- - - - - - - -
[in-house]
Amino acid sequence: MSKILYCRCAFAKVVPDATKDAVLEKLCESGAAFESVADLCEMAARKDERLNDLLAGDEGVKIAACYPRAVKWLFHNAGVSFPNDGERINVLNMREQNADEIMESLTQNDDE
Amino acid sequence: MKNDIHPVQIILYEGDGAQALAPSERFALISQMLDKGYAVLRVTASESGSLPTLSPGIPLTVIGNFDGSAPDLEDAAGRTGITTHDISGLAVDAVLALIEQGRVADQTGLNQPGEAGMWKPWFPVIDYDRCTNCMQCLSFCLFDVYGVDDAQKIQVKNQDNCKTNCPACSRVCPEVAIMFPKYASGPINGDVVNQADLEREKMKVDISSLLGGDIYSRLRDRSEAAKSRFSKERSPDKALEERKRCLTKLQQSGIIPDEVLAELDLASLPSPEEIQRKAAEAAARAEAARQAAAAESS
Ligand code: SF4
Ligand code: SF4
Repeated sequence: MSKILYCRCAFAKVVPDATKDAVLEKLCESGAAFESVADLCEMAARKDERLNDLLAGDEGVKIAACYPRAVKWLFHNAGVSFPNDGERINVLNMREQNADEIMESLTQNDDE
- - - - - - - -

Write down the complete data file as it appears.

[in-house]
Amino acid sequence: MSKILYCRCAFAKVVPDATKDAVLEKLCESGAAFESVADLCEMAARKDERLNDLLAGDEGVKIAACYPRAVKWLFHNAGVSFPNDGERINVLNMREQNADEIMESLTQNDDE
Amino acid sequence: MKNDIHPVQIILYEGDGAQALAPSERFALISQMLDKGYAVLRVTASESGSLPTLSPGIPLTVIGNFDGSAPDLEDAAGRTGITTHDISGLAVDAVLALIEQGRVADQTGLNQPGEAGMWKPWFPVIDYDRCTNCMQCLSFCLFDVYGVDDAQKIQVKNQDNCKTNCPACSRVCPEVAIMFPKYASGPINGDVVNQADLEREKMKVDISSLLGGDIYSRLRDRSEAAKSRFSKERSPDKALEERKRCLTKLQQSGIIPDEVLAELDLASLPSPEEIQRKAAEAAARAEAARQAAAAESS
Ligand code: SF4
Ligand code: SF4
Repeated sequence: MSKILYCRCAFAKVVPDATKDAVLEKLCESGAAFESVADLCEMAARKDERLNDLLAGDEGVKIAACYPRAVKWLFHNAGVSFPNDGERINVLNMREQNADEIMESLTQNDDE